The rapid development of normalisation of the Emirati-Israeli relations has constituted a truly historic occasion to turn the page after decades of clandestine contact, only then to make them public without shame nor consideration for any Palestinian and Arab response.
Abu Dhabi's haste in an official announcement to normalise its relations with Tel Aviv, without an urgent motivation or need to take this step is surprising, especially since the Israeli relations with the Palestinians are passing through their worst phases, placing a question mark about the motives and unconvincing justifications of the Emirati move.
The United Arab Emirates (UAE) and Israel have increased their dealings in recent months, and the opening of an Israeli embassy in Abu Dhabi is no longer a dream. Likewise, an Emirati embassy in Tel Aviv or even Jerusalem is no longer a far-fetched dream, because the UAE has crossed many red lines through its leaders' public communication with Israel.
Before the recent agreement on the normalisation of their official relations was announced, a new change took place in Abu Dhabi's contact with Tel Aviv. The contact was not initiated by Israel, but rather by the UAE, when its Foreign Minister Abdullah Bin Zayed, the younger brother of the Crown Prince of the UAE Mohammed Bin Zayed, posted on his Twitter account, congratulating the Jews on the Hanukkah holidays – a post which received 4,600 likes.
At the time, Bin Zayed's tweet did not surprise anyone in Israel. Indeed, Israeli Prime Minister Benjamin Netanyahu considered it a result of the tireless efforts he is making at the moment, while Foreign Minister Israel Katz thanked his Emirati counterpart and called for the development of economic relations between Israel and the Arab Gulf states.
We do not need a lot of insight to read between the lines in these personal correspondences between the leaders of the two countries, Israel and the UAE, because indications confirm that they are aiming to bring these relations to the surface. It may not be a surprise for the Israeli government to announce in the near future the opening of diplomatic representation in Abu Dhabi, which was done in the last few hours.
The level of communication between Abu Dhabi and Tel Aviv gives this expected result, as there are trade and diplomatic relations, and visits by academic and sports delegations. It was decided that the international exhibition, Expo 2020, would be held in Dubai, had it not been for the emergence of the coronavirus pandemic.
The Israelis claim that there are many common denominators between Israel and the UAE, as both have close relations with the US and Egypt, and these four countries share an alliance against Iran and the armed jihadist organisations, making them both benefit from this relationship.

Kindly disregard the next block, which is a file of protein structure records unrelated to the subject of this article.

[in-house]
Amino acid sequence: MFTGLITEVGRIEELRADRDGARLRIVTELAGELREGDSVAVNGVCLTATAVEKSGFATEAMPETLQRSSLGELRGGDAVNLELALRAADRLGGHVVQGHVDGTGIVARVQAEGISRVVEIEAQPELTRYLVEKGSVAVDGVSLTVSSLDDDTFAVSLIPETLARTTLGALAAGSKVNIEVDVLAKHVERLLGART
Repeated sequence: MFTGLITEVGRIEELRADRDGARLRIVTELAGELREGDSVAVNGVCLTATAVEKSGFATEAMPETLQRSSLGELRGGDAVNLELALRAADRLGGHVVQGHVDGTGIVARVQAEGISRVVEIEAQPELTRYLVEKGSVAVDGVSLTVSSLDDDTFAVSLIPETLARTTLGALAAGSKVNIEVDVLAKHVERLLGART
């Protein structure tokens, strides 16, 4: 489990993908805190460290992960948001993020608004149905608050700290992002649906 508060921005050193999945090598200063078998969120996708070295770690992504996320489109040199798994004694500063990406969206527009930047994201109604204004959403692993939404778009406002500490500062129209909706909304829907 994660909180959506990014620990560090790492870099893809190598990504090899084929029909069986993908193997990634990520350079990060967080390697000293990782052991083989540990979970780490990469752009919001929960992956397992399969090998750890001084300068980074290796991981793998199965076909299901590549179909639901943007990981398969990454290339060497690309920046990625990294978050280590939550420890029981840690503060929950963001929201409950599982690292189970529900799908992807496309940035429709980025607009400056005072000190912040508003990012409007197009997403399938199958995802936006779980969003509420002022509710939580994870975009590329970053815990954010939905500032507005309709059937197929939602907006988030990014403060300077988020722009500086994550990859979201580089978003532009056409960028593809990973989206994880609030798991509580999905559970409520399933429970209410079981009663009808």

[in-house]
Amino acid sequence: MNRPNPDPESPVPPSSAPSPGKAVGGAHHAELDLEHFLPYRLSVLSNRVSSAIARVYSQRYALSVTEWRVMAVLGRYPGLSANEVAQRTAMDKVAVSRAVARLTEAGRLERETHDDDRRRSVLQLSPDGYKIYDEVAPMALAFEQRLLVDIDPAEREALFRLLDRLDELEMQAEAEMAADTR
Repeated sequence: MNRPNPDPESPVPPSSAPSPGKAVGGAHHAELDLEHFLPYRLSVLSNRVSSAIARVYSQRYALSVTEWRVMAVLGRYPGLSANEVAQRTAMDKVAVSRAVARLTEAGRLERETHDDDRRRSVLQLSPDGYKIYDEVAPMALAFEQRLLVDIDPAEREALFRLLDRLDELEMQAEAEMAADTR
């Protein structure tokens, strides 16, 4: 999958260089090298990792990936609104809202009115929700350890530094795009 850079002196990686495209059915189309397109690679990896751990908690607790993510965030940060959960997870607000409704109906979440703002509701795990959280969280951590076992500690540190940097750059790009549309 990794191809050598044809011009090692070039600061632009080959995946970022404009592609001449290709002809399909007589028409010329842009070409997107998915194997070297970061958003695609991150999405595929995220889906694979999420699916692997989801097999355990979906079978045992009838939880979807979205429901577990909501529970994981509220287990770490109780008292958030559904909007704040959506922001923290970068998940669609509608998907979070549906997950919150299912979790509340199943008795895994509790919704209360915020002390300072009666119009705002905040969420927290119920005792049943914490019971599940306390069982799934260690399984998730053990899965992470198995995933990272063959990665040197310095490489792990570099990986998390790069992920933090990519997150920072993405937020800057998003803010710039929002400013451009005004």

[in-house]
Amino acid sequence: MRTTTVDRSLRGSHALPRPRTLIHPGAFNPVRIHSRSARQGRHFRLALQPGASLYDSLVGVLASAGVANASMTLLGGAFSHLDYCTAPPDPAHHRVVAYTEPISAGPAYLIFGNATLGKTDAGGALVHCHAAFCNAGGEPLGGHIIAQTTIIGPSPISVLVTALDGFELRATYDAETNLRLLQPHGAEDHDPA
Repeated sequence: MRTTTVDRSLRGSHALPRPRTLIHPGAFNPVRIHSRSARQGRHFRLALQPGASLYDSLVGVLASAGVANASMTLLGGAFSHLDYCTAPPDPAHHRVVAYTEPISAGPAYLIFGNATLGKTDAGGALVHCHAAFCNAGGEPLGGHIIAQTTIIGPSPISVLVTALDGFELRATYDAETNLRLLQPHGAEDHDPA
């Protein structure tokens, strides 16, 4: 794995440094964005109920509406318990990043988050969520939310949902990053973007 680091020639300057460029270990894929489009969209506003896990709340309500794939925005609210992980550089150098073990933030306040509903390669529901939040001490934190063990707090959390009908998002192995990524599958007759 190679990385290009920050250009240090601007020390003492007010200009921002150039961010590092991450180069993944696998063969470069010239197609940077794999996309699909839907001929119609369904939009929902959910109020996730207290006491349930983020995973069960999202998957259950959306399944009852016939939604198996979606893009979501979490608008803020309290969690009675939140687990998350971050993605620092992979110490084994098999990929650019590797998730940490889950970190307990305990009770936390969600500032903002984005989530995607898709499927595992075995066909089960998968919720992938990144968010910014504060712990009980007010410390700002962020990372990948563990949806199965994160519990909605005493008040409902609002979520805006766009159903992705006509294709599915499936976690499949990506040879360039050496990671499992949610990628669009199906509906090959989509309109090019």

Furthermore, Israel also benefits from US and Egyptian relations with the UAE, by obtaining an entry card to a huge commercial market, and an overt presence in the rich Gulf region. As for the Emirati leaders, they have an alliance with a regional power – Israel – and according to the available information, relations are growing and warming over time.
The announcement by Netanyahu weeks ago, about cooperation with the UAE to fight the COVID-19 pandemic, revealed a long process of intense bilateral contacts in the past few months, culminating in Abu Dhabi and Tel Aviv's announcement that this scientific and medical agreement was part of their constructive cooperation.
It is true that officially the UAE and Israel do not have diplomatic relations, but they do cooperate in several areas. For a few years, Israel has had an official representative in the International Renewable Energy Agency in Abu Dhabi. Surely, the two companies that will cooperate with the Emirati companies will not be the first to operate in the UAE, which confirms that private company contracts give the Israelis advantages for this relationship with the UAE, so that they receive its benefits. These health and economic agreements have clear political dimensions.
Since the beginning of bilateral relations, the Israelis have realised that they will bring knowledge, data and money. There is a secret behind this story, however, surrounding this cooperation by a large wall of secrecy, perhaps because the security services in the two countries, Israel and the UAE, operate covertly. Israel was always hoping for a rare statement from Abu Dhabi expressing warm relations between the two governments, because the Israelis and the Emiratis have been doing joint business with the consent of their governments since the 1990s.
US President Donald Trump's announcement that Abu Dhabi and Tel Aviv reached this historical agreement confirms that clandestine relations between them have been ongoing for years. However, the last months witnessed more openness from Abu Dhabi regarding the relationship with Tel Aviv, as it showed its readiness for cooperation in a wide range of bilateral fields.
In terms of Palestinian positions, they did not wait long to issue their reactions to the Israeli-UAE agreement, considering it a stab at the back of the Palestinian issue, and refused any UAE justification for it, because Abu Dhabi is on a path that contradicts the work of the Arab League.
The Palestinians have always felt that the UAE has been seeking for years to exploit their suffering and their need for financial and relief aid, to stipulate that they should not issue a position condemning any step to enhance normalisation with Israel.
The views expressed in this article belong to the author and do not necessarily reflect the editorial policy of Middle East Monitor.